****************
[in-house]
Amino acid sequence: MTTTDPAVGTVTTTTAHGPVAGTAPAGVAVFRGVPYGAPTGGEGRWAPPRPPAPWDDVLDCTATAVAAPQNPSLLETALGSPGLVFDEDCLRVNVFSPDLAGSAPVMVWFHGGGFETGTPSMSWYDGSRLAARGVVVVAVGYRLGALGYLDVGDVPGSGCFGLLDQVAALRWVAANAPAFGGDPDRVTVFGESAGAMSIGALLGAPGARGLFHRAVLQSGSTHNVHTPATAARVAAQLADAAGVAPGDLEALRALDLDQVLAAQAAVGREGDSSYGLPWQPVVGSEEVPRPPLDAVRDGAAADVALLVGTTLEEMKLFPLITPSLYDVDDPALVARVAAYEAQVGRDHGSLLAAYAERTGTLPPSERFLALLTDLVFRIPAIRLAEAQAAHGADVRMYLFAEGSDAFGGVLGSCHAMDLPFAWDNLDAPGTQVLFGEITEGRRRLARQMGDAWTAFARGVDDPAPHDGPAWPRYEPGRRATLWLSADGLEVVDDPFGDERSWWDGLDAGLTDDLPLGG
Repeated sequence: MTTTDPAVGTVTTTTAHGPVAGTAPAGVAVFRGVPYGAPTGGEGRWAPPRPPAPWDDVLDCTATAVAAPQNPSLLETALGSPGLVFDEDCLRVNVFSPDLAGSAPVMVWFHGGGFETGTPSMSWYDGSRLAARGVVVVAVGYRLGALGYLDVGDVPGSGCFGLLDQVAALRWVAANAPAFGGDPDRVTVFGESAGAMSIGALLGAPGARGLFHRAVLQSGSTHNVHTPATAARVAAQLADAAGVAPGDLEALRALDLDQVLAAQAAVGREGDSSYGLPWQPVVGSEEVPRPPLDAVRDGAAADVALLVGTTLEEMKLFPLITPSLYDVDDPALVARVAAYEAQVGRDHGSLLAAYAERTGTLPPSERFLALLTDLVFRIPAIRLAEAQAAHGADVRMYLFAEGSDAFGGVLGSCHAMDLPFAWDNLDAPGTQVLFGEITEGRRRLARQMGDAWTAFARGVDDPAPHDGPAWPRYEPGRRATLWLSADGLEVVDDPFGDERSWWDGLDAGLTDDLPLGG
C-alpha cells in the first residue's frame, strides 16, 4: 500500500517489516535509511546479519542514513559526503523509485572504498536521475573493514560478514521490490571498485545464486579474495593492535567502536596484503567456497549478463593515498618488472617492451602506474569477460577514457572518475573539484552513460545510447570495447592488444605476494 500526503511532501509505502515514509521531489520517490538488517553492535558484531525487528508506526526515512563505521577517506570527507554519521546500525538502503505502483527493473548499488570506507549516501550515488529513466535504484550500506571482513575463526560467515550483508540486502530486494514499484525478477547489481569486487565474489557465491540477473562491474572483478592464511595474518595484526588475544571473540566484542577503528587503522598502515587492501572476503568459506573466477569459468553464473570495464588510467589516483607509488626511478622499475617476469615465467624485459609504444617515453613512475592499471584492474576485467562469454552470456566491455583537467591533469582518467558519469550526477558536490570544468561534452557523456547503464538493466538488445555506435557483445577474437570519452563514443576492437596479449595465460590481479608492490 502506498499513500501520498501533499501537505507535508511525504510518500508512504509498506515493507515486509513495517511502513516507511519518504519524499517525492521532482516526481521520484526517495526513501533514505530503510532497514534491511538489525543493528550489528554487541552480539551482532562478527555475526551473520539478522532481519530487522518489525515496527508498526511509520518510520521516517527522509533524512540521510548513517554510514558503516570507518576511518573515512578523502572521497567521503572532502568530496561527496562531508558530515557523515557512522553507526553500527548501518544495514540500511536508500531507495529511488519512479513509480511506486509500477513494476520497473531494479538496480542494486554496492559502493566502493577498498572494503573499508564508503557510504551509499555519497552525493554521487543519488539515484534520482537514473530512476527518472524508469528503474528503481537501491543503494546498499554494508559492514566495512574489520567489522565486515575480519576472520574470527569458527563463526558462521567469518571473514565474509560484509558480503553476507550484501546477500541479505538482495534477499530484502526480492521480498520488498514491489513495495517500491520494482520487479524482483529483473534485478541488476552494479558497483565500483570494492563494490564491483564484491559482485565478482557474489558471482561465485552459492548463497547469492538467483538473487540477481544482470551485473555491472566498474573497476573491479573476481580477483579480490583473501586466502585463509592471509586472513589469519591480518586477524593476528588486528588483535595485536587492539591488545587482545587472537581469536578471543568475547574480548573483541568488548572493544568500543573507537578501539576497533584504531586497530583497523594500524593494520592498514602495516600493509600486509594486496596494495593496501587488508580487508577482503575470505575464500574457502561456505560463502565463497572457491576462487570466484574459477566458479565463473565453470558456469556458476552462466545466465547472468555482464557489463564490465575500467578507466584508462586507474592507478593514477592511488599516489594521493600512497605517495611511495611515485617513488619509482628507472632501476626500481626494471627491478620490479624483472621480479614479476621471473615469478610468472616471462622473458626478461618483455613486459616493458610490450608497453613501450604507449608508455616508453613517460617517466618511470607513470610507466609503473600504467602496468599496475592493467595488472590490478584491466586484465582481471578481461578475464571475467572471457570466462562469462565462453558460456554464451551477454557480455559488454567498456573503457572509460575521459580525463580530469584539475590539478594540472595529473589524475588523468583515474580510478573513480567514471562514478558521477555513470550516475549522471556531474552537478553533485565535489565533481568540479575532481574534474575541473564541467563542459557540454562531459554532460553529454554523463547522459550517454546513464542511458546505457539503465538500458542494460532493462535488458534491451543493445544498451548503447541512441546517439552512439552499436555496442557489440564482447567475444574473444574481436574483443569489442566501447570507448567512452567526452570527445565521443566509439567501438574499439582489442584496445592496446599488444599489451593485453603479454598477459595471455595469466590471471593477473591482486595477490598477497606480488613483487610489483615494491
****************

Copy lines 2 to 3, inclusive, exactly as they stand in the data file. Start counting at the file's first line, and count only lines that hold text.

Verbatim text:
Amino acid sequence: MTTTDPAVGTVTTTTAHGPVAGTAPAGVAVFRGVPYGAPTGGEGRWAPPRPPAPWDDVLDCTATAVAAPQNPSLLETALGSPGLVFDEDCLRVNVFSPDLAGSAPVMVWFHGGGFETGTPSMSWYDGSRLAARGVVVVAVGYRLGALGYLDVGDVPGSGCFGLLDQVAALRWVAANAPAFGGDPDRVTVFGESAGAMSIGALLGAPGARGLFHRAVLQSGSTHNVHTPATAARVAAQLADAAGVAPGDLEALRALDLDQVLAAQAAVGREGDSSYGLPWQPVVGSEEVPRPPLDAVRDGAAADVALLVGTTLEEMKLFPLITPSLYDVDDPALVARVAAYEAQVGRDHGSLLAAYAERTGTLPPSERFLALLTDLVFRIPAIRLAEAQAAHGADVRMYLFAEGSDAFGGVLGSCHAMDLPFAWDNLDAPGTQVLFGEITEGRRRLARQMGDAWTAFARGVDDPAPHDGPAWPRYEPGRRATLWLSADGLEVVDDPFGDERSWWDGLDAGLTDDLPLGG
Repeated sequence: MTTTDPAVGTVTTTTAHGPVAGTAPAGVAVFRGVPYGAPTGGEGRWAPPRPPAPWDDVLDCTATAVAAPQNPSLLETALGSPGLVFDEDCLRVNVFSPDLAGSAPVMVWFHGGGFETGTPSMSWYDGSRLAARGVVVVAVGYRLGALGYLDVGDVPGSGCFGLLDQVAALRWVAANAPAFGGDPDRVTVFGESAGAMSIGALLGAPGARGLFHRAVLQSGSTHNVHTPATAARVAAQLADAAGVAPGDLEALRALDLDQVLAAQAAVGREGDSSYGLPWQPVVGSEEVPRPPLDAVRDGAAADVALLVGTTLEEMKLFPLITPSLYDVDDPALVARVAAYEAQVGRDHGSLLAAYAERTGTLPPSERFLALLTDLVFRIPAIRLAEAQAAHGADVRMYLFAEGSDAFGGVLGSCHAMDLPFAWDNLDAPGTQVLFGEITEGRRRLARQMGDAWTAFARGVDDPAPHDGPAWPRYEPGRRATLWLSADGLEVVDDPFGDERSWWDGLDAGLTDDLPLGG